You know, one of the problems that seems to exist in recording the clavichord - apart from coping with its tiny sound, though possibly related to this fact, perhaps - is the fact that this instrument, which works by striking the strings and has a relatively good sustain, tends nevertheless to sound fairly percussive and plucked when recorded. At least, that is the impression some recordings have made on me, including the Kirkpatrick (I'm just spinning his WTC II to check that impression - yes, indeed, he has a very resonant and strong instrument sounding something like a very mellow harpsichord). That's why it's completely excusable that you imagined it to be a plucked instrument!  ;D

Yes indeed, it does sound like a mellow harpsichord. :)

Q
chacun son got.

Offline Bunny

  • Veteran member
  • *
  • Posts: 1849
Re: Bach on the harpsichord, lute-harpsichord, clavichord
« Reply #5 on: April 14, 2007, 05:32:33 AM »
You know, one of the problems that seems to exist in recording the clavichord - apart from coping with its tiny sound, though possibly related to this fact, perhaps - is the fact that this instrument, which works by striking the strings and has a relatively good sustain, tends nevertheless to sound fairly percussive and plucked when recorded. At least, that is the impression some recordings have made on me, including the Kirkpatrick (I'm just spinning his WTC II to check that impression - yes, indeed, he has a very resonant and strong instrument sounding something like a very mellow harpsichord). That's why it's completely excusable that you imagined it to be a plucked instrument!  ;D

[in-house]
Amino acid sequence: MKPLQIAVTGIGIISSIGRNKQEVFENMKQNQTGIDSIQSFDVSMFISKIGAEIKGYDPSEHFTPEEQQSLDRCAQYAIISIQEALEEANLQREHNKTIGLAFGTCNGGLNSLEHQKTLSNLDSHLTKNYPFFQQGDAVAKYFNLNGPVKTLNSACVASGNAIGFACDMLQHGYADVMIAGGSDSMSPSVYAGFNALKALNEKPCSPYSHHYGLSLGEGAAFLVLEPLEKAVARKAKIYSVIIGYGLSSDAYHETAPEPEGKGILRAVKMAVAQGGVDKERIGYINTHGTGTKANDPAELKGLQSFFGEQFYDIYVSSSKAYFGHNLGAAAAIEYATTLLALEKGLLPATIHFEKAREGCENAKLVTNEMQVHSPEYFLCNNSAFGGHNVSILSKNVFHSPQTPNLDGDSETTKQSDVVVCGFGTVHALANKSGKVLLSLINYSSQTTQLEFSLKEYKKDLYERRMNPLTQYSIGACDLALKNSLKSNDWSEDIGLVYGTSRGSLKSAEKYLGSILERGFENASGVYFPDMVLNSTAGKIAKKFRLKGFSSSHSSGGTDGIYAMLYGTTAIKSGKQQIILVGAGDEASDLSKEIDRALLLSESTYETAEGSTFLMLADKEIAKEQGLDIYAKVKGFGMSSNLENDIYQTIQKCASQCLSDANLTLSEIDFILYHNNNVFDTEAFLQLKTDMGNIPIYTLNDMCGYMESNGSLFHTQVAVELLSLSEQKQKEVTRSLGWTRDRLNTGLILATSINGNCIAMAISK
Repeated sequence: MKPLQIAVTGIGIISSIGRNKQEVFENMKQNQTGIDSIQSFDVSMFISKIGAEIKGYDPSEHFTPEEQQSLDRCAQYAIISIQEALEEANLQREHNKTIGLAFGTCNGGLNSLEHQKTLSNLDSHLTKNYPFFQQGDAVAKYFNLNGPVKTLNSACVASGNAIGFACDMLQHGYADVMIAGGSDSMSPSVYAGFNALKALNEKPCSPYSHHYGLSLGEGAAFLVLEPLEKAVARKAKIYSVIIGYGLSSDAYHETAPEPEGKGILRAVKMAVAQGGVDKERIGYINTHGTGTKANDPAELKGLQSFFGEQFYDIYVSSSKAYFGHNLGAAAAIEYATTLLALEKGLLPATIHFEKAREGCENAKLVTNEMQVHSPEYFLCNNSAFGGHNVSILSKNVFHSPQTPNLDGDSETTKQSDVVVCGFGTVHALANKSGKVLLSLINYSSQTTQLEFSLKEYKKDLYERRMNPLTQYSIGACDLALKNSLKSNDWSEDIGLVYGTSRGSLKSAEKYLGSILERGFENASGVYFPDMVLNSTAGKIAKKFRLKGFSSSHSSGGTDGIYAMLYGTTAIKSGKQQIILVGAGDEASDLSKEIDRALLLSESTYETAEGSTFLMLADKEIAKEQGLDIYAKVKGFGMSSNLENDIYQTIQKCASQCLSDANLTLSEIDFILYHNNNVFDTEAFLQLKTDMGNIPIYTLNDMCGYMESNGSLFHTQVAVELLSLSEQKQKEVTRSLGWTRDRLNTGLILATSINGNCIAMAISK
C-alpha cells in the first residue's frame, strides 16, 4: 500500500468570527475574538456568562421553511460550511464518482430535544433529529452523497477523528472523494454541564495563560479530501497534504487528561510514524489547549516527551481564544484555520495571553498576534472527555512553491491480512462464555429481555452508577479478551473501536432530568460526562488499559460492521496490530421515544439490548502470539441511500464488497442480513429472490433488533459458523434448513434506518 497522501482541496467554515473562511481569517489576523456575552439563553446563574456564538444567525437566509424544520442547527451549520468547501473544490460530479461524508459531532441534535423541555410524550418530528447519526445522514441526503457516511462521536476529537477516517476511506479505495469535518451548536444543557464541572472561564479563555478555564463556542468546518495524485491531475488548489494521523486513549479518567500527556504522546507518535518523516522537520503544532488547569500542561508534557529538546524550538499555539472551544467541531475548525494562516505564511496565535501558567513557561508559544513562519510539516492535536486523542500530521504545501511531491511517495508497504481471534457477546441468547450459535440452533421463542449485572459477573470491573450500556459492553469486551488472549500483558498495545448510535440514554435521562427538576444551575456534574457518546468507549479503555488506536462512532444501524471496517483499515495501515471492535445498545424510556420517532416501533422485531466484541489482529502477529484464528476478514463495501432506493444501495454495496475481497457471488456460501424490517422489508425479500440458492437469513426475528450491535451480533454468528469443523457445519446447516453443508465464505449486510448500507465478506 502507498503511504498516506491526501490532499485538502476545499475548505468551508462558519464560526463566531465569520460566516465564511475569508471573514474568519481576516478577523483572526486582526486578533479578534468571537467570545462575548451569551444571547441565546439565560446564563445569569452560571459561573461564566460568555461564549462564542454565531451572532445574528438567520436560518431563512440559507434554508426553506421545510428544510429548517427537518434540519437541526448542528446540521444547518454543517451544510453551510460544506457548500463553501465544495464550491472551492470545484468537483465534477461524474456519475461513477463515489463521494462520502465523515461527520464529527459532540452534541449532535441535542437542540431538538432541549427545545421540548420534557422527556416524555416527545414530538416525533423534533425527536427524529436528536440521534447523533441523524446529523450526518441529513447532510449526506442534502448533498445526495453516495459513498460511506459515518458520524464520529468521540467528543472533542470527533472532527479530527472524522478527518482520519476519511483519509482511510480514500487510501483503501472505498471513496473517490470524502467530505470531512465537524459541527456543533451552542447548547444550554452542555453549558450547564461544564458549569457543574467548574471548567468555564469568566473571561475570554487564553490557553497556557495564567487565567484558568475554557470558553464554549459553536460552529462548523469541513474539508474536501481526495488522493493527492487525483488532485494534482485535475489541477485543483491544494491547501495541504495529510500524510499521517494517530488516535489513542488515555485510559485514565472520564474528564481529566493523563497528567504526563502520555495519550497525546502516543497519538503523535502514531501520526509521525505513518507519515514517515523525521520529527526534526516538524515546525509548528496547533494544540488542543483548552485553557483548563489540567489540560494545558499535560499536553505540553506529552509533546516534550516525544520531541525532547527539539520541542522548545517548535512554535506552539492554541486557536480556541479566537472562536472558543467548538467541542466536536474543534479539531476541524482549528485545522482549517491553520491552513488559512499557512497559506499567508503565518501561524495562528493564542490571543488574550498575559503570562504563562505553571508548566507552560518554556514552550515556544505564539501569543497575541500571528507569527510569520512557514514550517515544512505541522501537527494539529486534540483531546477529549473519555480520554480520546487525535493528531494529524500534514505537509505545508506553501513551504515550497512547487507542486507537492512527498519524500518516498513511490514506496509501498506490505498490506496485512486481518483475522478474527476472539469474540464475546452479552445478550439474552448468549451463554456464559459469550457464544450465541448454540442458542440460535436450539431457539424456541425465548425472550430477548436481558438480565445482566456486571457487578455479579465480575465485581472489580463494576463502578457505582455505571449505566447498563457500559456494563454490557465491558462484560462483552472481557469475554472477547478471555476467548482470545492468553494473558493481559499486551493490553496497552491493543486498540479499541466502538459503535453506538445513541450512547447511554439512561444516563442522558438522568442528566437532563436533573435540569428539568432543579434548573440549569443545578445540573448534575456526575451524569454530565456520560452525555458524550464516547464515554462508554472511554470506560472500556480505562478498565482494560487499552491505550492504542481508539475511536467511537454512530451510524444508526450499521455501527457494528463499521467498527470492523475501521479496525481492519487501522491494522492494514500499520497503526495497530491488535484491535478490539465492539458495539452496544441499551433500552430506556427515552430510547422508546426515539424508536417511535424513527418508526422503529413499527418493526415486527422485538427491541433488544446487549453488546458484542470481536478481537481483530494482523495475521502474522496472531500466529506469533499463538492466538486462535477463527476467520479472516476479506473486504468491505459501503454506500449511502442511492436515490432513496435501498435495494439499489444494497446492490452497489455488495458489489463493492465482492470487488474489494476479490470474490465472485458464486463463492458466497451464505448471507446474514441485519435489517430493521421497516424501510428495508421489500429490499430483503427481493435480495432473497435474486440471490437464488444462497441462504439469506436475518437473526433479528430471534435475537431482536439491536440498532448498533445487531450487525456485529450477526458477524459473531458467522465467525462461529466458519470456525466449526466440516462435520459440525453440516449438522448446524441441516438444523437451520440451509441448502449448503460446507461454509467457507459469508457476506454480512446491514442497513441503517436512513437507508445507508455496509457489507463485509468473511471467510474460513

Among the best clavichord recordings that I have are those by Richard Troegar who has recorded the Inventions and Sinfonias, Partitas, Toccatas, and a transcripton of the Art of the Fugue.  The sound quality is excellent on these recordings and enables the listener to fully appreciate the sound of the clavichord.

« Last Edit: December 20, 2008, 02:02:17 AM by Que »

lukeottevanger

  • Guest
Re: Bach on the harpsichord, lute-harpsichord, clavichord
« Reply #6 on: April 14, 2007, 05:35:07 AM »
Thank you for that - I didn't know of these recordings. I've noted them down.... :)

Offline Bunny

  • Veteran member
  • *
  • Posts: 1849
Re: Bach on the harpsichord, lute-harpsichord, clavichord
« Reply #7 on: April 14, 2007, 06:30:16 AM »
You are all very welcome! :)

Online Que

  • Global Moderator
  • *
  • Posts: 14051
  • "One HIP dude"
  • Location: The Hague, Netherlands
  • Currently Listening to: